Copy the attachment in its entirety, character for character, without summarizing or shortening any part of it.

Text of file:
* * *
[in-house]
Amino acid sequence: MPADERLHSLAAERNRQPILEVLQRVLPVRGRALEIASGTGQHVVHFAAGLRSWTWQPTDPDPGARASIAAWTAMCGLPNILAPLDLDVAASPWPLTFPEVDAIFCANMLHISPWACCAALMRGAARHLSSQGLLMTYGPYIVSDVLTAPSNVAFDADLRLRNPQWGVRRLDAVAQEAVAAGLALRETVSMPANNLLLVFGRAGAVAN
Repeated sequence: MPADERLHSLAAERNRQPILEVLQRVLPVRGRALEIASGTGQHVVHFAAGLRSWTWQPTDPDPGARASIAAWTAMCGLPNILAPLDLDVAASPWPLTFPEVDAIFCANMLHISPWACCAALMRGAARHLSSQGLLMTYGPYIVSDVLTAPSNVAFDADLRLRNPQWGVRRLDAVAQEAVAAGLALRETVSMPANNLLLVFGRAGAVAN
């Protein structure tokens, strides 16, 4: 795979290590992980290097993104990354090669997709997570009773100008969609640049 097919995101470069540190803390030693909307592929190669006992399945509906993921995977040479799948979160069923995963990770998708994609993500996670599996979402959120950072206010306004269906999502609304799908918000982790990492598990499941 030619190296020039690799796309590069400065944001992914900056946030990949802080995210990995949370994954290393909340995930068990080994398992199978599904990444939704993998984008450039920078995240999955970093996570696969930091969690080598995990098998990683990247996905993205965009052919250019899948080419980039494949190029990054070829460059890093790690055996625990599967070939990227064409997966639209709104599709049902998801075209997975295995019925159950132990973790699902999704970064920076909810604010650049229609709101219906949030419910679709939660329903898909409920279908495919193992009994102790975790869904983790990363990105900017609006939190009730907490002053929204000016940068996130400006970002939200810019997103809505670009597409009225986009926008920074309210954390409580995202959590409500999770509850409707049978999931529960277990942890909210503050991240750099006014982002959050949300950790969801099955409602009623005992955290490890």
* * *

[in-house]
Amino acid sequence: MPADERLHSLAAERNRQPILEVLQRVLPVRGRALEIASGTGQHVVHFAAGLRSWTWQPTDPDPGARASIAAWTAMCGLPNILAPLDLDVAASPWPLTFPEVDAIFCANMLHISPWACCAALMRGAARHLSSQGLLMTYGPYIVSDVLTAPSNVAFDADLRLRNPQWGVRRLDAVAQEAVAAGLALRETVSMPANNLLLVFGRAGAVAN
Repeated sequence: MPADERLHSLAAERNRQPILEVLQRVLPVRGRALEIASGTGQHVVHFAAGLRSWTWQPTDPDPGARASIAAWTAMCGLPNILAPLDLDVAASPWPLTFPEVDAIFCANMLHISPWACCAALMRGAARHLSSQGLLMTYGPYIVSDVLTAPSNVAFDADLRLRNPQWGVRRLDAVAQEAVAAGLALRETVSMPANNLLLVFGRAGAVAN
């Protein structure tokens, strides 16, 4: 795979290590992980290097993104990354090669997709997570009773100008969609640049 097919995101470069540190803390030693909307592929190669006992399945509906993921995977040479799948979160069923995963990770998708994609993500996670599996979402959120950072206010306004269906999502609304799908918000982790990492598990499941 030619190296020039690799796309590069400065944001992914900056946030990949802080995210990995949370994954290393909340995930068990080994398992199978599904990444939704993998984008450039920078995240999955970093996570696969930091969690080598995990098998990683990247996905993205965009052919250019899948080419980039494949190029990054070829460059890093790690055996625990599967070939990227064409997966639209709104599709049902998801075209997975295995019925159950132990973790699902999704970064920076909810604010650049229609709101219906949030419910679709939660329903898909409920279908495919193992009994102790975790869904983790990363990105900017609006939190009730907490002053929204000016940068996130400006970002939200810019997103809505670009597409009225986009926008920074309210954390409580995202959590409500999770509850409707049978999931529960277990942890909210503050991240750099006014982002959050949300950790969801099955409602009623005992955290490890």